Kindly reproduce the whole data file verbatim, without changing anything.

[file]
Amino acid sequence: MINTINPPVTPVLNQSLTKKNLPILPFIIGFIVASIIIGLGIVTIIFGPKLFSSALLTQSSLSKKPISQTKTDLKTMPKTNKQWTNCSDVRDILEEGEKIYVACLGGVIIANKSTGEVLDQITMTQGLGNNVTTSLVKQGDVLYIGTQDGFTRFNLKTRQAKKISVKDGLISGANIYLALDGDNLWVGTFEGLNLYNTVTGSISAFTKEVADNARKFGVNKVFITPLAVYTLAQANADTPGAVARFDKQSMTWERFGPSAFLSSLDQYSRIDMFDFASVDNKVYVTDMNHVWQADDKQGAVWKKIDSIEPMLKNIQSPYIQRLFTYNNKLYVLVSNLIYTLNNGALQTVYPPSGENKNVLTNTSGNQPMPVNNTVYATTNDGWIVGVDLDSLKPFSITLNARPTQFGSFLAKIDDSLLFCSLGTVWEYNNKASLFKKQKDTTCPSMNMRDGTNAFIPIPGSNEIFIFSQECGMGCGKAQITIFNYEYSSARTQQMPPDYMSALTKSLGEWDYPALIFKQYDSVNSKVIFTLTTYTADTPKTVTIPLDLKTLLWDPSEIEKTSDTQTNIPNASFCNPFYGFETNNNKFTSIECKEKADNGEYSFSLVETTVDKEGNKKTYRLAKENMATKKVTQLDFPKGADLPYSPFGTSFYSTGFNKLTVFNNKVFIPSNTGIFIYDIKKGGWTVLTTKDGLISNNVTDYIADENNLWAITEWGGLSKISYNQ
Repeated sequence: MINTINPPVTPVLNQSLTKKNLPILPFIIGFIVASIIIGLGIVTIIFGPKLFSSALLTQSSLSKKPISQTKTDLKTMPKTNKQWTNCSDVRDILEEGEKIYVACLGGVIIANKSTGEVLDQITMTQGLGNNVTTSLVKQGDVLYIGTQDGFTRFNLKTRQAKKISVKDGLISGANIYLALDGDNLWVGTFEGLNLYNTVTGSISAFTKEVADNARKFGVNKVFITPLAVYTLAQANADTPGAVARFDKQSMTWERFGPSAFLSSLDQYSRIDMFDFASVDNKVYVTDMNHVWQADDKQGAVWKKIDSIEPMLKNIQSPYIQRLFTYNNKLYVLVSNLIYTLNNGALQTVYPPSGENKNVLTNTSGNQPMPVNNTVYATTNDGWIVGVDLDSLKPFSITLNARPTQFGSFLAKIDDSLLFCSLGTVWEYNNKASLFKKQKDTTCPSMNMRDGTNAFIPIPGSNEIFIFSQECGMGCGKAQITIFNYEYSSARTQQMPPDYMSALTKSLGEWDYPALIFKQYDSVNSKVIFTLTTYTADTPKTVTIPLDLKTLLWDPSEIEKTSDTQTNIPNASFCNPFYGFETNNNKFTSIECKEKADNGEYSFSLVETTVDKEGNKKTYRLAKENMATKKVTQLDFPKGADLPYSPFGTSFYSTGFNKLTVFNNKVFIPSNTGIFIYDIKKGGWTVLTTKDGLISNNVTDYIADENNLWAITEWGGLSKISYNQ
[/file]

Amino acid sequence: MINTINPPVTPVLNQSLTKKNLPILPFIIGFIVASIIIGLGIVTIIFGPKLFSSALLTQSSLSKKPISQTKTDLKTMPKTNKQWTNCSDVRDILEEGEKIYVACLGGVIIANKSTGEVLDQITMTQGLGNNVTTSLVKQGDVLYIGTQDGFTRFNLKTRQAKKISVKDGLISGANIYLALDGDNLWVGTFEGLNLYNTVTGSISAFTKEVADNARKFGVNKVFITPLAVYTLAQANADTPGAVARFDKQSMTWERFGPSAFLSSLDQYSRIDMFDFASVDNKVYVTDMNHVWQADDKQGAVWKKIDSIEPMLKNIQSPYIQRLFTYNNKLYVLVSNLIYTLNNGALQTVYPPSGENKNVLTNTSGNQPMPVNNTVYATTNDGWIVGVDLDSLKPFSITLNARPTQFGSFLAKIDDSLLFCSLGTVWEYNNKASLFKKQKDTTCPSMNMRDGTNAFIPIPGSNEIFIFSQECGMGCGKAQITIFNYEYSSARTQQMPPDYMSALTKSLGEWDYPALIFKQYDSVNSKVIFTLTTYTADTPKTVTIPLDLKTLLWDPSEIEKTSDTQTNIPNASFCNPFYGFETNNNKFTSIECKEKADNGEYSFSLVETTVDKEGNKKTYRLAKENMATKKVTQLDFPKGADLPYSPFGTSFYSTGFNKLTVFNNKVFIPSNTGIFIYDIKKGGWTVLTTKDGLISNNVTDYIADENNLWAITEWGGLSKISYNQ
Repeated sequence: MINTINPPVTPVLNQSLTKKNLPILPFIIGFIVASIIIGLGIVTIIFGPKLFSSALLTQSSLSKKPISQTKTDLKTMPKTNKQWTNCSDVRDILEEGEKIYVACLGGVIIANKSTGEVLDQITMTQGLGNNVTTSLVKQGDVLYIGTQDGFTRFNLKTRQAKKISVKDGLISGANIYLALDGDNLWVGTFEGLNLYNTVTGSISAFTKEVADNARKFGVNKVFITPLAVYTLAQANADTPGAVARFDKQSMTWERFGPSAFLSSLDQYSRIDMFDFASVDNKVYVTDMNHVWQADDKQGAVWKKIDSIEPMLKNIQSPYIQRLFTYNNKLYVLVSNLIYTLNNGALQTVYPPSGENKNVLTNTSGNQPMPVNNTVYATTNDGWIVGVDLDSLKPFSITLNARPTQFGSFLAKIDDSLLFCSLGTVWEYNNKASLFKKQKDTTCPSMNMRDGTNAFIPIPGSNEIFIFSQECGMGCGKAQITIFNYEYSSARTQQMPPDYMSALTKSLGEWDYPALIFKQYDSVNSKVIFTLTTYTADTPKTVTIPLDLKTLLWDPSEIEKTSDTQTNIPNASFCNPFYGFETNNNKFTSIECKEKADNGEYSFSLVETTVDKEGNKKTYRLAKENMATKKVTQLDFPKGADLPYSPFGTSFYSTGFNKLTVFNNKVFIPSNTGIFIYDIKKGGWTVLTTKDGLISNNVTDYIADENNLWAITEWGGLSKISYNQ